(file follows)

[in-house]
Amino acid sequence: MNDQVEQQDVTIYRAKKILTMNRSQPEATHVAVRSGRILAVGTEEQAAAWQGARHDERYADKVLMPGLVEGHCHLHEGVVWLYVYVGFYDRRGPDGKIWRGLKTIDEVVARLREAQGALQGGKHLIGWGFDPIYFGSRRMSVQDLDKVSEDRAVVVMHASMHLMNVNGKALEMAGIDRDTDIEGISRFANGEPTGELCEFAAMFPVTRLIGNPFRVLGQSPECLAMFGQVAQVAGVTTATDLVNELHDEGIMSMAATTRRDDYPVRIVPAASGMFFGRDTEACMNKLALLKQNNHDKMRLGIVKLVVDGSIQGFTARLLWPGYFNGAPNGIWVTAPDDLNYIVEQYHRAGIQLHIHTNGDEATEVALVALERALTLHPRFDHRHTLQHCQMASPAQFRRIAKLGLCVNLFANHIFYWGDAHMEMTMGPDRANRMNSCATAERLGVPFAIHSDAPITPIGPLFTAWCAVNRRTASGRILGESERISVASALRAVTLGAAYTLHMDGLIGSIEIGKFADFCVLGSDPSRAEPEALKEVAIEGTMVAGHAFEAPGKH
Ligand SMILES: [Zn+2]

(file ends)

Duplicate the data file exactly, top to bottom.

[in-house]
Amino acid sequence: MNDQVEQQDVTIYRAKKILTMNRSQPEATHVAVRSGRILAVGTEEQAAAWQGARHDERYADKVLMPGLVEGHCHLHEGVVWLYVYVGFYDRRGPDGKIWRGLKTIDEVVARLREAQGALQGGKHLIGWGFDPIYFGSRRMSVQDLDKVSEDRAVVVMHASMHLMNVNGKALEMAGIDRDTDIEGISRFANGEPTGELCEFAAMFPVTRLIGNPFRVLGQSPECLAMFGQVAQVAGVTTATDLVNELHDEGIMSMAATTRRDDYPVRIVPAASGMFFGRDTEACMNKLALLKQNNHDKMRLGIVKLVVDGSIQGFTARLLWPGYFNGAPNGIWVTAPDDLNYIVEQYHRAGIQLHIHTNGDEATEVALVALERALTLHPRFDHRHTLQHCQMASPAQFRRIAKLGLCVNLFANHIFYWGDAHMEMTMGPDRANRMNSCATAERLGVPFAIHSDAPITPIGPLFTAWCAVNRRTASGRILGESERISVASALRAVTLGAAYTLHMDGLIGSIEIGKFADFCVLGSDPSRAEPEALKEVAIEGTMVAGHAFEAPGKH
Ligand SMILES: [Zn+2]